"I can't see a bloody inch in front of my eyes. Where the devil are you?''
Either way, she couldn't abandon Elyn. She dropped to her knees quickly. Fingers scrabbling the forest floor, she found a rock and palmed it. A poor weapon, but the best she could find. "Over here,'' she said, tripping over a stick and picking it up with her good hand. 'Twas little against the menacing beast, but she would bludgeon him with it if given half a chance.
Crouching, she waited as the hoofbeats approached.
"For God's sake, show yourself!'' Elyn's words seethed with anger, and Kiera, making a sign of the cross over her chest, slunk from her hiding spot to a small clearing, where within seconds, Elyn arrived upon her sleek jennet. Small and compact upon her mare, she was leading the ghostly dun horse by the reins of its bridle. "Come on, let's go!'' she ordered furiously as she spied Kiera crouching in the shadows. "There is not much time. The beast who attacked you is not yet dead. He could survive and follow us!''
That warning spurred Kiera to the pale animal. "What were you doing out here?''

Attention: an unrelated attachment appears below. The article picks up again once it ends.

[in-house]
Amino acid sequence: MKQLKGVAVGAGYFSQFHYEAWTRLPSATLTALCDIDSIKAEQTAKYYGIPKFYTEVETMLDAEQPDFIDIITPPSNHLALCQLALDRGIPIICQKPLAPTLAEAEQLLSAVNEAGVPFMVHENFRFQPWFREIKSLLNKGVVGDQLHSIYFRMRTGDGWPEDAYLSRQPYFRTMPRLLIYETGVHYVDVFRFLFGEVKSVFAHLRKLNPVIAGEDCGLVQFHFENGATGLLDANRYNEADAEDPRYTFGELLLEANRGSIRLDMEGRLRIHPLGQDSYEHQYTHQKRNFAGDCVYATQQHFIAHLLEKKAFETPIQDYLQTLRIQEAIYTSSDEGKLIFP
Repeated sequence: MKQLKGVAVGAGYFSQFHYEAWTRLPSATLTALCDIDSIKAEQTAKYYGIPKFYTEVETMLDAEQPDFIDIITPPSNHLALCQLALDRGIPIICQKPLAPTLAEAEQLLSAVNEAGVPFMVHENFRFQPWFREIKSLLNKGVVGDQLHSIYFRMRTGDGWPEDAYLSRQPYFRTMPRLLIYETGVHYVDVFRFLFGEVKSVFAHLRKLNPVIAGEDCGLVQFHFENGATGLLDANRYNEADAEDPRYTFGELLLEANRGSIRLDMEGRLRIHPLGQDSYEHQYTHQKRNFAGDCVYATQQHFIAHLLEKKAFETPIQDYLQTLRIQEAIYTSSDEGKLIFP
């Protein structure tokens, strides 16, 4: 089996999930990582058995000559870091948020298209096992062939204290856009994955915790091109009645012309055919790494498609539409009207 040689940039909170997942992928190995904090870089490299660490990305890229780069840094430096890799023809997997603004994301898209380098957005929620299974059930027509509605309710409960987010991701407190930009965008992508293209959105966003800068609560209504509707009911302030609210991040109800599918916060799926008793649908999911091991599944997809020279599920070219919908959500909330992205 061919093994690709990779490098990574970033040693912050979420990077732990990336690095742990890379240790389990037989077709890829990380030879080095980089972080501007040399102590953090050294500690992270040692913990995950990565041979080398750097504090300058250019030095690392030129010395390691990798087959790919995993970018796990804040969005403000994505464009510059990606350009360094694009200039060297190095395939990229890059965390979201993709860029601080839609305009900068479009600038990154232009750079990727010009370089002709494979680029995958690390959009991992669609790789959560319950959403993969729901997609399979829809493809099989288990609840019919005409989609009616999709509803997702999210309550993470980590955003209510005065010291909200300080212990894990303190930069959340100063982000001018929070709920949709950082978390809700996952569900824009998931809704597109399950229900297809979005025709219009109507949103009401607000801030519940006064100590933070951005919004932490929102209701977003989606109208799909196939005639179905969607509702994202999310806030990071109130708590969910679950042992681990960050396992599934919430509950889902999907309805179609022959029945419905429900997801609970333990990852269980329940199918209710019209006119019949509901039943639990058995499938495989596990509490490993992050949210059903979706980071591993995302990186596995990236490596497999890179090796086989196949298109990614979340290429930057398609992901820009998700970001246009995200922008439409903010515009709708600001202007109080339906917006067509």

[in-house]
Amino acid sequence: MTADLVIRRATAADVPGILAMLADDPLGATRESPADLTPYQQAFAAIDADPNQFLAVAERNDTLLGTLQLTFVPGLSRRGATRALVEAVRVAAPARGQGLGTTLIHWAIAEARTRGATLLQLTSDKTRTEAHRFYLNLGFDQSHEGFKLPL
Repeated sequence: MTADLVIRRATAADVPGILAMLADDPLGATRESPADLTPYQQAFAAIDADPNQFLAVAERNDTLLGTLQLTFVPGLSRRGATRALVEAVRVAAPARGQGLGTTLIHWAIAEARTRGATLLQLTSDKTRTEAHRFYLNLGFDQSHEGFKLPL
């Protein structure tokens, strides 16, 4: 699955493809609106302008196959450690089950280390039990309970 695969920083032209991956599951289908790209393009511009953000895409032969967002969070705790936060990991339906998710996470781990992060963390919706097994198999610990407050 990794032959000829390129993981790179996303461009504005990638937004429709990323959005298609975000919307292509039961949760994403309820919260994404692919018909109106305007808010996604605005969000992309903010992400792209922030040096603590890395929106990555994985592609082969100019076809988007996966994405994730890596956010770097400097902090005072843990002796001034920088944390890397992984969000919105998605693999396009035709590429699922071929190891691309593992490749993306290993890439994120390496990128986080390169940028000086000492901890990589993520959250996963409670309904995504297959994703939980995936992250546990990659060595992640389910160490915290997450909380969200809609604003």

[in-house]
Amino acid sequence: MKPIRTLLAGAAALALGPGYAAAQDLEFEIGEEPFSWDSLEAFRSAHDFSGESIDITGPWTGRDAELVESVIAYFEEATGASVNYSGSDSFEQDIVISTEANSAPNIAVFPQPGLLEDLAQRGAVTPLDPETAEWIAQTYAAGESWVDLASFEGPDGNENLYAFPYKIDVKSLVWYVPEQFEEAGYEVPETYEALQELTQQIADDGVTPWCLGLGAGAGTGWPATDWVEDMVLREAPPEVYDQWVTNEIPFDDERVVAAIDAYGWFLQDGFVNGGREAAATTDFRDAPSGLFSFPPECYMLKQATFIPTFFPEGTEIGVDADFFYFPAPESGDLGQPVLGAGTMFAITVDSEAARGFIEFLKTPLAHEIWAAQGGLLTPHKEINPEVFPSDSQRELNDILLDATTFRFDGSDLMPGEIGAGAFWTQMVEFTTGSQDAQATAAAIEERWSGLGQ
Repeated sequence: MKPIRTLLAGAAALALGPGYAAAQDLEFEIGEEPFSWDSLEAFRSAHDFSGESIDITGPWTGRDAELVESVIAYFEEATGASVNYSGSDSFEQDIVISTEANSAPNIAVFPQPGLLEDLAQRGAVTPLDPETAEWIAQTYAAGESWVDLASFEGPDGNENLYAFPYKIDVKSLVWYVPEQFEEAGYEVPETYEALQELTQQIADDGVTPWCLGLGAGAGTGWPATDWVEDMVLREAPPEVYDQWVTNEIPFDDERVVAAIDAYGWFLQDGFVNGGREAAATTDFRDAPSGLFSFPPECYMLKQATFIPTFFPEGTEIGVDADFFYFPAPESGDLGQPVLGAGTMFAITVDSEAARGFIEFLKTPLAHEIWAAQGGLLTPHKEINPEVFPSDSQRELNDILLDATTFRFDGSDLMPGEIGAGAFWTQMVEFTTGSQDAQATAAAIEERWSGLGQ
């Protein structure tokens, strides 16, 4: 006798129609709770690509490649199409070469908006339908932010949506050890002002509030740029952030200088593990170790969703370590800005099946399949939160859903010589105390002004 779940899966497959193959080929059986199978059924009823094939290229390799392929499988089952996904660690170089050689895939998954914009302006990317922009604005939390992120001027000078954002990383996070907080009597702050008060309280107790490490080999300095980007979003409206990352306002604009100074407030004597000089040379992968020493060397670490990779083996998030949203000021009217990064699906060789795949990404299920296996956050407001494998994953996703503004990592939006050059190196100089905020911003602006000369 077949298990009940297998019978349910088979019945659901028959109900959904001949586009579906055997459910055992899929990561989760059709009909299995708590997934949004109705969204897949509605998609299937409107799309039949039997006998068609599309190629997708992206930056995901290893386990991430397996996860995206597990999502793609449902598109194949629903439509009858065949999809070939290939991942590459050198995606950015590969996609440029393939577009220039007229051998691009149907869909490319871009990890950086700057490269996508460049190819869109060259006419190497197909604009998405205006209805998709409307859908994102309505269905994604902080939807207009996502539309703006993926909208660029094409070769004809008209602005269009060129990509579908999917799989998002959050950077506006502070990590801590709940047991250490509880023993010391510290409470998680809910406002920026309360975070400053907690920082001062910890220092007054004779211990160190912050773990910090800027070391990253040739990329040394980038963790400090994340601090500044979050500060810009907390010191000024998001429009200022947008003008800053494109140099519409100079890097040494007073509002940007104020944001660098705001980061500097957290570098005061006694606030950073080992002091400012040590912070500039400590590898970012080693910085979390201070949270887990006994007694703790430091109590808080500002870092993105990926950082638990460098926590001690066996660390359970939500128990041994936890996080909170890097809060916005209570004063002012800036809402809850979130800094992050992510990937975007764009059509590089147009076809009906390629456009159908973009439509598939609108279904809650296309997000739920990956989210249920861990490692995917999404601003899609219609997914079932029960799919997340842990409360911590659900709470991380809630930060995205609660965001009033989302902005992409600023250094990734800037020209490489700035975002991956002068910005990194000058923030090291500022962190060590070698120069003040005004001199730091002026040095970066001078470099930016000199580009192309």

"Saving you,'' Elyn snapped as her horse minced and danced nervously. "What were you doing?''
"Dressed as a pauper--don't tell me, it was that stupid horse. You stole Obsidian again, didn't you?'' She glanced around the night-shrouded glen. "And where is he? Where's the damned steed?''
"Lost,'' Kiera admitted miserably.
"Lost? How do you lose a prized stallion?''
"He threw me.''
"Oh, wonderful. Father will flail you within an inch of your life.''
"Don't remind me,'' Kiera sighed. She knew her punishment would be severe. Even if the steed was found unharmed.
"How did you get him out of the stable? Orson would never . . . oh, don't tell me. Joseph helped you, didn't he?'' She sighed audibly. "Foolish boy,'' she muttered under her breath, then, with a glance at Kiera, said, "Come on. There's nothing more to do. No time to waste. Let's go!'' Elyn slapped the reins of the outlaw's horse into Kiera's frigid fingers while trying to control her edgy mare.
"Did you shoot him? The outlaw, I mean?'' Kiera asked, eyeing the bow and quiver slung over Elyn's back. Her sister didn't immediately answer, but 'twas folly to think anything else. They were alone in the forest. Alone with a cruel man who could be a rapist or worse. She shuddered.